One type of formative assessment is the justified list, in which students are presented with a question such as, “Which of the following are producers?” and then a list that might include, “oak tree, mushroom, grass, algae, duckweed, corn, and dog.”  Students are tasked with checking off those things on the list that are considered producers and then asked to, “Write the rule by which you decided if something is a producer or not.”  We could also ask students to write three characteristics they use to determine if something is a producer.  The important task here is that students are examining their thinking about what are examples and non-examples and then explaining and justifying the characteristics they used.  The example I described using producers would be a great formative assessment to go along with TEKS 5.9(B) which is the TEKS assessed in question number 12 of the 2011 5th grade released questions.  Students should recognize and explain that they did not choose a mushroom because it breaks down nutrients from decaying organisms and thus cannot serve as the basis of a food chain. A chemistry example (see question number 1 of the 2011 Chemistry released questions) might be, “Which of the following are considered extensive properties?”

Justified lists can be used as pre-assessments (for example, a biology teacher might ask about producers before beginning a lesson on food webs) or to assess learning after the explanation phase of instruction (as would be the case when a 5th grade teacher uses the producer list).  They can be conducted in tandem with a think, pair, share to allow students to discuss and refine their ideas or they can be integrated into a unit assessment in which case the list should include some new examples the students might not have previously been confronted with.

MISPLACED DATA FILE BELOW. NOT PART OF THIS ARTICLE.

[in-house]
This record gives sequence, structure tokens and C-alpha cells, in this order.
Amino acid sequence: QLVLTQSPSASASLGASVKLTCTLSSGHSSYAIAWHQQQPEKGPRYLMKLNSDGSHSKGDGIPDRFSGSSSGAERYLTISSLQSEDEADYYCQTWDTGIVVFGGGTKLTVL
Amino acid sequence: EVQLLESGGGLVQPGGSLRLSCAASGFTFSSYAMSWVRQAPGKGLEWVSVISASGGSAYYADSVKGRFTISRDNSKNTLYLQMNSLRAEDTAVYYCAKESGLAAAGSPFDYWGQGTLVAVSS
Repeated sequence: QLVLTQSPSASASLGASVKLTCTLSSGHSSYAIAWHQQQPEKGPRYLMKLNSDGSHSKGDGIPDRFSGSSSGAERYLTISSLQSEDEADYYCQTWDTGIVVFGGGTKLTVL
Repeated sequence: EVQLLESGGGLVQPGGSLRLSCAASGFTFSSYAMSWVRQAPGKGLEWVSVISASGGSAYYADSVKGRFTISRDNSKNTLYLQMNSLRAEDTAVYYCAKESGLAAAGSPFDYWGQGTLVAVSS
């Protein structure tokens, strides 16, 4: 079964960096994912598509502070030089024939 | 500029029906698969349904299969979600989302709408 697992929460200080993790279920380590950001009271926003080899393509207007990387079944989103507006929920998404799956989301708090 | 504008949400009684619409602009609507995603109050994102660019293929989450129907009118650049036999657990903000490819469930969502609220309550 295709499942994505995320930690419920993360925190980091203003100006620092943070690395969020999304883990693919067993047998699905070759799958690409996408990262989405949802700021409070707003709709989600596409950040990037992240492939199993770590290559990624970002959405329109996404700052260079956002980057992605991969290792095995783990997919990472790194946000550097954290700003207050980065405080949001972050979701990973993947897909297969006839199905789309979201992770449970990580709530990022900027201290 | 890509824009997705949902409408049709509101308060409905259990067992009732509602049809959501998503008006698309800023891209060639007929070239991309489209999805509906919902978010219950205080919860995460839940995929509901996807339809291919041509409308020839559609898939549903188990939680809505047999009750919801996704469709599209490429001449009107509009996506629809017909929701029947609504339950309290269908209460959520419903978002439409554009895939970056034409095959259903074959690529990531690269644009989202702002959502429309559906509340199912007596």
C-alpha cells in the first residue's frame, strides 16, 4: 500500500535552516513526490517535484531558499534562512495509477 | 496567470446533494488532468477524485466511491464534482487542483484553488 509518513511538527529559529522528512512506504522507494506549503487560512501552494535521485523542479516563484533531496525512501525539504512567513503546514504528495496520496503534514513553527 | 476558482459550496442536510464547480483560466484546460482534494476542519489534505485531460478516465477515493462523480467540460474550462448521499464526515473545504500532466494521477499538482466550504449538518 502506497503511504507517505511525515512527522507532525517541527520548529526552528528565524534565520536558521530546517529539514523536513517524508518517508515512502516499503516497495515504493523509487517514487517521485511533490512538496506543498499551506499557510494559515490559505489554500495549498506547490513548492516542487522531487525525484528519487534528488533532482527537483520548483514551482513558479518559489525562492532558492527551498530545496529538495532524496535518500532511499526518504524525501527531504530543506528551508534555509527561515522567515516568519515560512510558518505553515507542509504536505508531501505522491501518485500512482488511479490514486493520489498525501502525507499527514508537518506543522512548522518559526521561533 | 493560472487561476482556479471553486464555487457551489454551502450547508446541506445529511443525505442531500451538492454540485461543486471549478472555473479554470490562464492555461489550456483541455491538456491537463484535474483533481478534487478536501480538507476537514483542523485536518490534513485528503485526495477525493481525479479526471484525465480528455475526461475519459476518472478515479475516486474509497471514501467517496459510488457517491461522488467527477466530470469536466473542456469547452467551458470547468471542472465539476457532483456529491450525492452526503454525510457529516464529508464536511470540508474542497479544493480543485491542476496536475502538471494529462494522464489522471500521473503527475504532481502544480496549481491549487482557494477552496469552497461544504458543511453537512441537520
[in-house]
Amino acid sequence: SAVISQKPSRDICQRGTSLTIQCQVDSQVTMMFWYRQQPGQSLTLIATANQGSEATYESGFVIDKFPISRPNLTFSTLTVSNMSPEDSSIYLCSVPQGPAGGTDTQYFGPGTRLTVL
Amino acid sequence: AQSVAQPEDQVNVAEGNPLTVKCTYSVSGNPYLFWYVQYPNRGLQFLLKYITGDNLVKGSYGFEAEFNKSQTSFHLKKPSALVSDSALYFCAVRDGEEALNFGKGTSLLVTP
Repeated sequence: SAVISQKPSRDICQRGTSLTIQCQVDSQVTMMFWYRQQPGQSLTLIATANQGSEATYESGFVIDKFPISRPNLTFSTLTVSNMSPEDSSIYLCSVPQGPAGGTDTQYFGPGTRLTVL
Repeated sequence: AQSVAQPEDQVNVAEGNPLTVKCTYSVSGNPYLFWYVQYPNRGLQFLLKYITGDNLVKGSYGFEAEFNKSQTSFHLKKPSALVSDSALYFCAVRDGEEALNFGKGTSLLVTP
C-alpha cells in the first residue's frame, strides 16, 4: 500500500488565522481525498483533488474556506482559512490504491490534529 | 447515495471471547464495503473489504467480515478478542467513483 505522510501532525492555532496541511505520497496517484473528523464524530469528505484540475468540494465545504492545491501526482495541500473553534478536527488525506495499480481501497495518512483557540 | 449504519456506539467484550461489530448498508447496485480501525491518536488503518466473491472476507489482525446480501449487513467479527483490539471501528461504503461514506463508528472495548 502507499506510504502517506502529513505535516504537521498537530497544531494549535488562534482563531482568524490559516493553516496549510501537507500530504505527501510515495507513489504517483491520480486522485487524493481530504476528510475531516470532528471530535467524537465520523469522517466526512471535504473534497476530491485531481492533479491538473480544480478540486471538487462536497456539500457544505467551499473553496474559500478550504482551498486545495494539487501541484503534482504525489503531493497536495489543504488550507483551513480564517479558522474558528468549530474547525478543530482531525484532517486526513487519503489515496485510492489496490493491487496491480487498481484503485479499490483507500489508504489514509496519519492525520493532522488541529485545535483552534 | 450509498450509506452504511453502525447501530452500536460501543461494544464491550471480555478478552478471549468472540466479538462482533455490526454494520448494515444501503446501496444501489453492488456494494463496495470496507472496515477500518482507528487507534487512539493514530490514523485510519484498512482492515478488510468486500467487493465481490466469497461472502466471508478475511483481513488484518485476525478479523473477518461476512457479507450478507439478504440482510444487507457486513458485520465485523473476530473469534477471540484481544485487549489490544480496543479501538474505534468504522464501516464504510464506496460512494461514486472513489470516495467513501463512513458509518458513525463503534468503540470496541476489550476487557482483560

Integrating justified lists into science notebooks is easy.  The question, justified list and prompt can be made to fit on half a sheet of paper which students can glue or tape into their notebook at the top so the paper can be lifted up and the rule which the student used and their justification can then be written directly on the notebook paper.

In addition to Science Formative Assessment, Keeley has written a series of books entitled Uncovering Student Ideas is Science.  All are available through NSTA at http://www.nsta.org/store/.  An example chapter from one of Keeley’s probe books that includes a justified list can be found online at http://www.nsta.org/store/product_detail.aspx?id=10.2505/9780873552554.  Scroll down just a bit under details and click on the link next to Read Inside.

Card Sort

Another type of formative assessment is a card sort. Card sorts are designed in such a way that students sort a set of cards with either terms or pictures on them into two or more categories.  For example, during an 8th grade lesson utilizing the periodic table students might sort terms such as metallic appearance, non-metal, semiconductors, conductors, non-conductors, etc. onto an outline of the periodic table that has been divided into non-metals, metals, and metalloids such as that seen in the 8th grade 2011 Released Question number 3.  The cards that students sort could also include the symbols or names of some elements they are familiar with and pictures of some of the more common elements.